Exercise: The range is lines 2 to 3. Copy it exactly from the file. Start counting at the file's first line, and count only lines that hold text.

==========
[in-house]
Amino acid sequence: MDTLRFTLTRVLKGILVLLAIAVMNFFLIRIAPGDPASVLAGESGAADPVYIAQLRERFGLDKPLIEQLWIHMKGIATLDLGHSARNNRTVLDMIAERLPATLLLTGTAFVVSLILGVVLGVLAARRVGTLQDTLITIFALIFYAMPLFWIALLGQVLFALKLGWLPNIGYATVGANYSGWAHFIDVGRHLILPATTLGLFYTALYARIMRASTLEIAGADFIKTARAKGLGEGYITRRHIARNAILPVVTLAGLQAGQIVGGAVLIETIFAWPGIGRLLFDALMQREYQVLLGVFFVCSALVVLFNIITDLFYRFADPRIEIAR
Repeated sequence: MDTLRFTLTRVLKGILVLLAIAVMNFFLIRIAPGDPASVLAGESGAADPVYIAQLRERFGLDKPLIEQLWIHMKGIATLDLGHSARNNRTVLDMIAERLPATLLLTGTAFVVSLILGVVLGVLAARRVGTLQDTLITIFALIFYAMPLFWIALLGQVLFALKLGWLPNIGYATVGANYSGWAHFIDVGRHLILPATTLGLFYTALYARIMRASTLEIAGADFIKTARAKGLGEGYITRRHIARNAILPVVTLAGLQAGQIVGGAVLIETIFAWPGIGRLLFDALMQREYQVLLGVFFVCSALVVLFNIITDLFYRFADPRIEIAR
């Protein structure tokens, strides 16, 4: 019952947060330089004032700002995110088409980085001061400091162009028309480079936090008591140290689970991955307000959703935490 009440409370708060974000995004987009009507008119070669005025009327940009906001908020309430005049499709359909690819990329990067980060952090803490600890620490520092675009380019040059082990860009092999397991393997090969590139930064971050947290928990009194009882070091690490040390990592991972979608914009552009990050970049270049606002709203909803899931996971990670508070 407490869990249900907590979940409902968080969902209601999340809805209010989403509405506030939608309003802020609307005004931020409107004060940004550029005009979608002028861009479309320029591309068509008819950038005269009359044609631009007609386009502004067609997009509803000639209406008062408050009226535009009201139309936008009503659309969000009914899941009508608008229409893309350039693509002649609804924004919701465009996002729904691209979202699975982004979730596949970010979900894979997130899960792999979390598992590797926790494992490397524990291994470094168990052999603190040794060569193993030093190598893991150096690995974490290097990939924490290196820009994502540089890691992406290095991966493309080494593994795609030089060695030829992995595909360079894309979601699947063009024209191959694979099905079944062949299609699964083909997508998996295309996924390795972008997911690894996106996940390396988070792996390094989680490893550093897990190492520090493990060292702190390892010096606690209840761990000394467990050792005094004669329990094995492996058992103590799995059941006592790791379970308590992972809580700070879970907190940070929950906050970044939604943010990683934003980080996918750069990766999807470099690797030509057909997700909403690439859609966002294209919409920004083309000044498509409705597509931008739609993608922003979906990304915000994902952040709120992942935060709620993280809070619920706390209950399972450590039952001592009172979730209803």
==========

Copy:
Amino acid sequence: MDTLRFTLTRVLKGILVLLAIAVMNFFLIRIAPGDPASVLAGESGAADPVYIAQLRERFGLDKPLIEQLWIHMKGIATLDLGHSARNNRTVLDMIAERLPATLLLTGTAFVVSLILGVVLGVLAARRVGTLQDTLITIFALIFYAMPLFWIALLGQVLFALKLGWLPNIGYATVGANYSGWAHFIDVGRHLILPATTLGLFYTALYARIMRASTLEIAGADFIKTARAKGLGEGYITRRHIARNAILPVVTLAGLQAGQIVGGAVLIETIFAWPGIGRLLFDALMQREYQVLLGVFFVCSALVVLFNIITDLFYRFADPRIEIAR
Repeated sequence: MDTLRFTLTRVLKGILVLLAIAVMNFFLIRIAPGDPASVLAGESGAADPVYIAQLRERFGLDKPLIEQLWIHMKGIATLDLGHSARNNRTVLDMIAERLPATLLLTGTAFVVSLILGVVLGVLAARRVGTLQDTLITIFALIFYAMPLFWIALLGQVLFALKLGWLPNIGYATVGANYSGWAHFIDVGRHLILPATTLGLFYTALYARIMRASTLEIAGADFIKTARAKGLGEGYITRRHIARNAILPVVTLAGLQAGQIVGGAVLIETIFAWPGIGRLLFDALMQREYQVLLGVFFVCSALVVLFNIITDLFYRFADPRIEIAR